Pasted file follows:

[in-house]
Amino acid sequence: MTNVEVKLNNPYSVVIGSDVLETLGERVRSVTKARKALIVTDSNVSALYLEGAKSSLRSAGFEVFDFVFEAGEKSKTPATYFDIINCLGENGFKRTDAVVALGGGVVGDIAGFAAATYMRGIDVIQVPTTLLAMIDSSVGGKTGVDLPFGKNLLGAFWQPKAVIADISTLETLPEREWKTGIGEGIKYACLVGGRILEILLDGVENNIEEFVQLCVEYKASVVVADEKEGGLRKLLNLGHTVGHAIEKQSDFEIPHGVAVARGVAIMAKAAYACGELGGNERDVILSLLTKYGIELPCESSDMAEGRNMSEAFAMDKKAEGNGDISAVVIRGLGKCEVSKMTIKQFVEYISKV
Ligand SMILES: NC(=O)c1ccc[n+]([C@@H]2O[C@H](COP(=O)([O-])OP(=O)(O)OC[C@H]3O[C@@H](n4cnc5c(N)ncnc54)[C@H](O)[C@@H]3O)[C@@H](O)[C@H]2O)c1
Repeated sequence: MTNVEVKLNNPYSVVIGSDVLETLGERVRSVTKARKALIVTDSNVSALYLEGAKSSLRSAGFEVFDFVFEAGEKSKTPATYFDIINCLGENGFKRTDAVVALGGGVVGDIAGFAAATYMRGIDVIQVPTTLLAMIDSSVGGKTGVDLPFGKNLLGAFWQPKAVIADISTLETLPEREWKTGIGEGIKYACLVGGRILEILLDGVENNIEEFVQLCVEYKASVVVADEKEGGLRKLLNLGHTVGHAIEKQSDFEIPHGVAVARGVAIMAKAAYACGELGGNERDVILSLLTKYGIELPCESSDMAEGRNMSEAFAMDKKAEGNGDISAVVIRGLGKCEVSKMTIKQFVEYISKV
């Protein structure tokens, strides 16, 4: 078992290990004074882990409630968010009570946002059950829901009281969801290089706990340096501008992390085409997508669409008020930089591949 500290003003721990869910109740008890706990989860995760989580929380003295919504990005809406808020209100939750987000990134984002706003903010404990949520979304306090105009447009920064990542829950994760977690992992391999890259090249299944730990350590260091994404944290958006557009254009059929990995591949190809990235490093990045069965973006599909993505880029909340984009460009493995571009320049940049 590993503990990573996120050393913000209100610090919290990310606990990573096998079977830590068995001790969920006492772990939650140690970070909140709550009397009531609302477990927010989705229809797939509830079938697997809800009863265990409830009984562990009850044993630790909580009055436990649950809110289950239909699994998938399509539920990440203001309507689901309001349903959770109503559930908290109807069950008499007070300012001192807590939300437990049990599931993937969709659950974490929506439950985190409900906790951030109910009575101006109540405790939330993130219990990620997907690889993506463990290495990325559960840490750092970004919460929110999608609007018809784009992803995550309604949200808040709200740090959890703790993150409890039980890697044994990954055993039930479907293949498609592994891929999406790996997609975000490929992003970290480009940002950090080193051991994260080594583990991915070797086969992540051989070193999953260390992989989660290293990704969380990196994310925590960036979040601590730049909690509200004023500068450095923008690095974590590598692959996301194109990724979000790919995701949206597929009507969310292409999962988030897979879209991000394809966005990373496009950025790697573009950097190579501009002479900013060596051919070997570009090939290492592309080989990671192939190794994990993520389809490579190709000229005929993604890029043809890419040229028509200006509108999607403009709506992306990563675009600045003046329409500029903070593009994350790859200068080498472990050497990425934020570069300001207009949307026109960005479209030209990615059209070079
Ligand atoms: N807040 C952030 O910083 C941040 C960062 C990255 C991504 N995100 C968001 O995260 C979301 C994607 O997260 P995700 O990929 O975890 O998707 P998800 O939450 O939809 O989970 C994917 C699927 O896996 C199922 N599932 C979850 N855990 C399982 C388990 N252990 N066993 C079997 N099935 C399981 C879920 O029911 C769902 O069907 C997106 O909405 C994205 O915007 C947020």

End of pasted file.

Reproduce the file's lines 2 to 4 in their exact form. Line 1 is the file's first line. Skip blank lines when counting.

Amino acid sequence: MTNVEVKLNNPYSVVIGSDVLETLGERVRSVTKARKALIVTDSNVSALYLEGAKSSLRSAGFEVFDFVFEAGEKSKTPATYFDIINCLGENGFKRTDAVVALGGGVVGDIAGFAAATYMRGIDVIQVPTTLLAMIDSSVGGKTGVDLPFGKNLLGAFWQPKAVIADISTLETLPEREWKTGIGEGIKYACLVGGRILEILLDGVENNIEEFVQLCVEYKASVVVADEKEGGLRKLLNLGHTVGHAIEKQSDFEIPHGVAVARGVAIMAKAAYACGELGGNERDVILSLLTKYGIELPCESSDMAEGRNMSEAFAMDKKAEGNGDISAVVIRGLGKCEVSKMTIKQFVEYISKV
Ligand SMILES: NC(=O)c1ccc[n+]([C@@H]2O[C@H](COP(=O)([O-])OP(=O)(O)OC[C@H]3O[C@@H](n4cnc5c(N)ncnc54)[C@H](O)[C@@H]3O)[C@@H](O)[C@H]2O)c1
Repeated sequence: MTNVEVKLNNPYSVVIGSDVLETLGERVRSVTKARKALIVTDSNVSALYLEGAKSSLRSAGFEVFDFVFEAGEKSKTPATYFDIINCLGENGFKRTDAVVALGGGVVGDIAGFAAATYMRGIDVIQVPTTLLAMIDSSVGGKTGVDLPFGKNLLGAFWQPKAVIADISTLETLPEREWKTGIGEGIKYACLVGGRILEILLDGVENNIEEFVQLCVEYKASVVVADEKEGGLRKLLNLGHTVGHAIEKQSDFEIPHGVAVARGVAIMAKAAYACGELGGNERDVILSLLTKYGIELPCESSDMAEGRNMSEAFAMDKKAEGNGDISAVVIRGLGKCEVSKMTIKQFVEYISKV